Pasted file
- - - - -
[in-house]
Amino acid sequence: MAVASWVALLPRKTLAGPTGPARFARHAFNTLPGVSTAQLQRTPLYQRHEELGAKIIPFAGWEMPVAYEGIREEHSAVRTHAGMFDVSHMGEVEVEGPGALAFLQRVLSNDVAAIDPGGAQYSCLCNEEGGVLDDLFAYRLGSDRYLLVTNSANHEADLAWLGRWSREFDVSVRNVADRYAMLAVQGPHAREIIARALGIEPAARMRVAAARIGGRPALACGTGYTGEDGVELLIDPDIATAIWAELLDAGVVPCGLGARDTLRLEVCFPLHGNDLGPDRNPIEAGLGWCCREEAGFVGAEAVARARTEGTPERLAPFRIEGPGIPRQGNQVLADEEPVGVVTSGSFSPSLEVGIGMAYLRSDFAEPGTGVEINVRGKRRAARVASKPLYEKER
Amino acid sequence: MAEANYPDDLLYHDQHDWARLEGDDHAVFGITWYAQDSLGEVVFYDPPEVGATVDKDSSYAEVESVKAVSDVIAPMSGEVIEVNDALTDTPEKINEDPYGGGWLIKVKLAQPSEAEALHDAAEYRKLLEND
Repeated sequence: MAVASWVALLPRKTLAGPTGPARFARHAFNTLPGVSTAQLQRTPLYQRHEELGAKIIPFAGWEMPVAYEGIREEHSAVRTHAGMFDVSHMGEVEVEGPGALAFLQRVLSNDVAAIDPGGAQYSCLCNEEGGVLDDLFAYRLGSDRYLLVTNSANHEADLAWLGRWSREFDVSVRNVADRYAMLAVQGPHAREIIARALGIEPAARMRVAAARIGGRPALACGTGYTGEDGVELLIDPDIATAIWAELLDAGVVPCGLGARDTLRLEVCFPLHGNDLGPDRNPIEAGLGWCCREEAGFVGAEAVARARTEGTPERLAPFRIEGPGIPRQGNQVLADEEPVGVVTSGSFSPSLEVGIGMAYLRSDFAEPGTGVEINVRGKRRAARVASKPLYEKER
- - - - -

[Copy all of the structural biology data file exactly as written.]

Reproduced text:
[in-house]
Amino acid sequence: MAVASWVALLPRKTLAGPTGPARFARHAFNTLPGVSTAQLQRTPLYQRHEELGAKIIPFAGWEMPVAYEGIREEHSAVRTHAGMFDVSHMGEVEVEGPGALAFLQRVLSNDVAAIDPGGAQYSCLCNEEGGVLDDLFAYRLGSDRYLLVTNSANHEADLAWLGRWSREFDVSVRNVADRYAMLAVQGPHAREIIARALGIEPAARMRVAAARIGGRPALACGTGYTGEDGVELLIDPDIATAIWAELLDAGVVPCGLGARDTLRLEVCFPLHGNDLGPDRNPIEAGLGWCCREEAGFVGAEAVARARTEGTPERLAPFRIEGPGIPRQGNQVLADEEPVGVVTSGSFSPSLEVGIGMAYLRSDFAEPGTGVEINVRGKRRAARVASKPLYEKER
Amino acid sequence: MAEANYPDDLLYHDQHDWARLEGDDHAVFGITWYAQDSLGEVVFYDPPEVGATVDKDSSYAEVESVKAVSDVIAPMSGEVIEVNDALTDTPEKINEDPYGGGWLIKVKLAQPSEAEALHDAAEYRKLLEND
Repeated sequence: MAVASWVALLPRKTLAGPTGPARFARHAFNTLPGVSTAQLQRTPLYQRHEELGAKIIPFAGWEMPVAYEGIREEHSAVRTHAGMFDVSHMGEVEVEGPGALAFLQRVLSNDVAAIDPGGAQYSCLCNEEGGVLDDLFAYRLGSDRYLLVTNSANHEADLAWLGRWSREFDVSVRNVADRYAMLAVQGPHAREIIARALGIEPAARMRVAAARIGGRPALACGTGYTGEDGVELLIDPDIATAIWAELLDAGVVPCGLGARDTLRLEVCFPLHGNDLGPDRNPIEAGLGWCCREEAGFVGAEAVARARTEGTPERLAPFRIEGPGIPRQGNQVLADEEPVGVVTSGSFSPSLEVGIGMAYLRSDFAEPGTGVEINVRGKRRAARVASKPLYEKER